The second project I wanted share today was a Shaker style pine bedside cabinet, which I have re-painted using two different colours of Old Fashioned Milk Paint, this time Light Cream over Slate, and using two different distressing techniques to allow the darker colour underneath to show through. This is a process often used by crafters and woodworkers, to imitate the effect of different layers of paint being added over time, and the older colours beneath being revealed as the paint gets chipped or rubbed off over the years.
This bedside cabinet already had a high gloss paint finish, so after sanding off, I also took the precaution of adding Extra Bond to the first coat of Slate. When using Extra Bond, you first make up just the amount of milk paint you think you will need for the first coat, and then add equal quantities of Extra Bond. It is then very important to make that first coat nice and thin, to give it a really good ‘grip’. (This is actually always a good idea with the first coat, even when using milk paint on its own). You can see here how it looked after the first coat ….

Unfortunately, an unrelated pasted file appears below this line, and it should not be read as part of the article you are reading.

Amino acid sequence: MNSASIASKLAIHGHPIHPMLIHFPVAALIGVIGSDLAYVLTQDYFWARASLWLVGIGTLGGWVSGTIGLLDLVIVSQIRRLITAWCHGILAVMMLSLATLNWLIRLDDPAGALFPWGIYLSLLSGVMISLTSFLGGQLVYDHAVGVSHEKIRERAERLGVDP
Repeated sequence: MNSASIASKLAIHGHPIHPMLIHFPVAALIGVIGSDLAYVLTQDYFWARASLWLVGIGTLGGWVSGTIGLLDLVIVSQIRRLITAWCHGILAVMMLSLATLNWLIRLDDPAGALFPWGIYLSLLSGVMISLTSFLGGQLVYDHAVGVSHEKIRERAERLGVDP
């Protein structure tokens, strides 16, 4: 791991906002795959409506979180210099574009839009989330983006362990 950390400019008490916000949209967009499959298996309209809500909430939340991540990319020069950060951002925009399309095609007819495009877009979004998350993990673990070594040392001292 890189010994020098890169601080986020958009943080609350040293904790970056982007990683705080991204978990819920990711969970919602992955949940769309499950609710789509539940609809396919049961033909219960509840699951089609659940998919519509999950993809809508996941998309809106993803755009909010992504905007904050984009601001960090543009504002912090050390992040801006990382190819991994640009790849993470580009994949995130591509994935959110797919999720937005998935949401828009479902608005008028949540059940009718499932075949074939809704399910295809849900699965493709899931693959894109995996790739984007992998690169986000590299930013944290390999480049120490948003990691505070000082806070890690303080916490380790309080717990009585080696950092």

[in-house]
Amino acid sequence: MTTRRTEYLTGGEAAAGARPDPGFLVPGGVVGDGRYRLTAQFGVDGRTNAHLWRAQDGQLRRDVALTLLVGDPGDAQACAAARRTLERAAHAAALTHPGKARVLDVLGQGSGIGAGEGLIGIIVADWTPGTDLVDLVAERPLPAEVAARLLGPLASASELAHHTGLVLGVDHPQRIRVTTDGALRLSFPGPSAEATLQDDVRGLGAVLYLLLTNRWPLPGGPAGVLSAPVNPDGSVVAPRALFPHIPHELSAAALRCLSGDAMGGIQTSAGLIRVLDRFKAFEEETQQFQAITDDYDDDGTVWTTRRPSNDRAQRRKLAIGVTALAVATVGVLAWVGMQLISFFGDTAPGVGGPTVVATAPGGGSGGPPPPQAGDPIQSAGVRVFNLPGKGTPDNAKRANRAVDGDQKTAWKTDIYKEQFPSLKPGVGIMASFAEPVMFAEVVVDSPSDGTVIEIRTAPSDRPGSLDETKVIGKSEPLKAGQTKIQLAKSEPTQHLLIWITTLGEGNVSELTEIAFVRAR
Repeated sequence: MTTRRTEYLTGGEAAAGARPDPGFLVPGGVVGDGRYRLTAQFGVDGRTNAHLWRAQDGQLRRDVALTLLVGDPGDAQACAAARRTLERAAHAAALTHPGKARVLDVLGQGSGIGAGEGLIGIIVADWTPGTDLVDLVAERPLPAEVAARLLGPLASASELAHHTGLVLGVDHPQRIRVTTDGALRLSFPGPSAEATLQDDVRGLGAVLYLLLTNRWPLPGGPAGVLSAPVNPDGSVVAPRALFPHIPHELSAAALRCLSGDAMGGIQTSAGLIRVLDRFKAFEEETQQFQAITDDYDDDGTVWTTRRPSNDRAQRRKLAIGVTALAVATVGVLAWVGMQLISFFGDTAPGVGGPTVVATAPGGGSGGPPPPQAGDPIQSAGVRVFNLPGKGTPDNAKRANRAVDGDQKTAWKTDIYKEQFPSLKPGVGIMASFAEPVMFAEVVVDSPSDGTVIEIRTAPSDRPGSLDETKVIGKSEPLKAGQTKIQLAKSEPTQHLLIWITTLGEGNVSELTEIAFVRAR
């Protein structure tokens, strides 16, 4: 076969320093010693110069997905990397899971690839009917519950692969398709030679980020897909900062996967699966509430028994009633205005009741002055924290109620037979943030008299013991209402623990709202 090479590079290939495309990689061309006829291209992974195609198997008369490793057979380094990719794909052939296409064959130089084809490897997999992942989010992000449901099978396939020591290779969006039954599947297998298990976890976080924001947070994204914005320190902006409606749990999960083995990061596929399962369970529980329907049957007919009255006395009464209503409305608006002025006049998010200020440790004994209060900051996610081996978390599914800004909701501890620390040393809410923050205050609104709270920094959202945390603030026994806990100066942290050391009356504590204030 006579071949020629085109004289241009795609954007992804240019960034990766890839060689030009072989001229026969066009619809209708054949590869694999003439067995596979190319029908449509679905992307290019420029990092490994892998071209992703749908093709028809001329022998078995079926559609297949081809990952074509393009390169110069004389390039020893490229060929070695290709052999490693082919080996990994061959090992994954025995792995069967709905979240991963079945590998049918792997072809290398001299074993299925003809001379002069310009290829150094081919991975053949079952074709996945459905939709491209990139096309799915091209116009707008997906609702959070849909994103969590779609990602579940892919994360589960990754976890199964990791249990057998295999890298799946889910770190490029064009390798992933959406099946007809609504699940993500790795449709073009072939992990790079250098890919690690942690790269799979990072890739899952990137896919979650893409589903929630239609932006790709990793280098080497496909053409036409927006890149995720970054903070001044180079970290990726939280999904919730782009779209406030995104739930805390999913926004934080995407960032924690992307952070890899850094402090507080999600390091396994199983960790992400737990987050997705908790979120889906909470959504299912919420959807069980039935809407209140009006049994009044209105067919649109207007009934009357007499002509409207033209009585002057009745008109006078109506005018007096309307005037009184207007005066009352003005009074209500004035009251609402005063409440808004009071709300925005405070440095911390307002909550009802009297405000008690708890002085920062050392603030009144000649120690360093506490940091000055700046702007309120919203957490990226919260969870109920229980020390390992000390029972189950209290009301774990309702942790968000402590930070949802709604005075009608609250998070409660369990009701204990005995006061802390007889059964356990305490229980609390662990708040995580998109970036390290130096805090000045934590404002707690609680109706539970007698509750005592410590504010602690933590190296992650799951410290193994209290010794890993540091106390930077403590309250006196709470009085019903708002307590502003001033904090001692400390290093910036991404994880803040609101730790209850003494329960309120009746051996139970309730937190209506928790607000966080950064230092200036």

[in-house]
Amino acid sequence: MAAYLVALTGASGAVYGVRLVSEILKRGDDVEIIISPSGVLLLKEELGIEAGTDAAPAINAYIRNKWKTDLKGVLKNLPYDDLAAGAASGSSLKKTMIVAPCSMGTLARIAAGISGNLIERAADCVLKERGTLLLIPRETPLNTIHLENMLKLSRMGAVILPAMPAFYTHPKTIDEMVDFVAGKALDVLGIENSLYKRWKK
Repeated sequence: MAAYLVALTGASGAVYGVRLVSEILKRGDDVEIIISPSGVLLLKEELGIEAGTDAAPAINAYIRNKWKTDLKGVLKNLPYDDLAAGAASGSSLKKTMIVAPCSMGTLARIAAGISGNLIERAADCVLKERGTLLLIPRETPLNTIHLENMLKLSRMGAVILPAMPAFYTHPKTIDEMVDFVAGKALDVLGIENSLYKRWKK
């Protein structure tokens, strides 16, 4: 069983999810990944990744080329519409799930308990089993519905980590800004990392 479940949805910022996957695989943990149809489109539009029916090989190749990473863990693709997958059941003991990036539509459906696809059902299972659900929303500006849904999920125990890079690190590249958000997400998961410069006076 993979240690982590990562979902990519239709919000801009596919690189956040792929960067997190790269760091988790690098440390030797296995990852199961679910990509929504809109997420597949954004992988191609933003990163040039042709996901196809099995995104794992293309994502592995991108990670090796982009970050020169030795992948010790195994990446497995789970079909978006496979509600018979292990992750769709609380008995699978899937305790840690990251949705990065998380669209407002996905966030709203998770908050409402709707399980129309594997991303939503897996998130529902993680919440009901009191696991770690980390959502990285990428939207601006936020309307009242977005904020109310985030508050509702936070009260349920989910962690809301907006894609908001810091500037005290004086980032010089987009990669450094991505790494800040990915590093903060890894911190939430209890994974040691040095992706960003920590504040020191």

It needed two more coats of Slate to really give it a good base. Then I decided to apply some Crackle Glaze randomly (not all over) on the drawer front and the door, before applying two coats of Light Cream. I wanted just these two areas to look much more distressed than the rest of the piece. It worked beautifully.
I rubbed it all over with my flexible sanding sponge, paying particular attention to the drawer front and door, to make sure the chipping and crackling was stabilised. Then I went over the corners and edges with sandpaper to distress them by rubbing off the Light Cream to reveal the Slate in those areas as well. I finished with some plain wax on the front and Antiquing Wax on the top and sides.
I love these two colours together – the Slate is actually almost a light Swedish Blue, and goes really well with any lighter shade.